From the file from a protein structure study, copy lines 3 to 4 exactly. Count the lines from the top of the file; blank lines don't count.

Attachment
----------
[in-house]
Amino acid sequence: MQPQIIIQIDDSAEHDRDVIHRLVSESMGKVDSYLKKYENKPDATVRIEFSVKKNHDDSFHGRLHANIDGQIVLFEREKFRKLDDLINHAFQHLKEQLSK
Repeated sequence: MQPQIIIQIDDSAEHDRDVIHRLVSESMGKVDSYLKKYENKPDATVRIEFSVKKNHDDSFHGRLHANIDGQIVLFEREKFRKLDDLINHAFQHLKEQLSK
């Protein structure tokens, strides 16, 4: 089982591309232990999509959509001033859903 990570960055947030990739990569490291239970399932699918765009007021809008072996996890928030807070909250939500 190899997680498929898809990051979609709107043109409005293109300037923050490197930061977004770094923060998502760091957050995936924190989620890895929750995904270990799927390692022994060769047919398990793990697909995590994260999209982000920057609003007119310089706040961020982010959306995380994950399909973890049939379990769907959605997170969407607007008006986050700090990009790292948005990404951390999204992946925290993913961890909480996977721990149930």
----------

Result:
Repeated sequence: MQPQIIIQIDDSAEHDRDVIHRLVSESMGKVDSYLKKYENKPDATVRIEFSVKKNHDDSFHGRLHANIDGQIVLFEREKFRKLDDLINHAFQHLKEQLSK
């Protein structure tokens, strides 16, 4: 089982591309232990999509959509001033859903 990570960055947030990739990569490291239970399932699918765009007021809008072996996890928030807070909250939500 190899997680498929898809990051979609709107043109409005293109300037923050490197930061977004770094923060998502760091957050995936924190989620890895929750995904270990799927390692022994060769047919398990793990697909995590994260999209982000920057609003007119310089706040961020982010959306995380994950399909973890049939379990769907959605997170969407607007008006986050700090990009790292948005990404951390999204992946925290993913961890909480996977721990149930």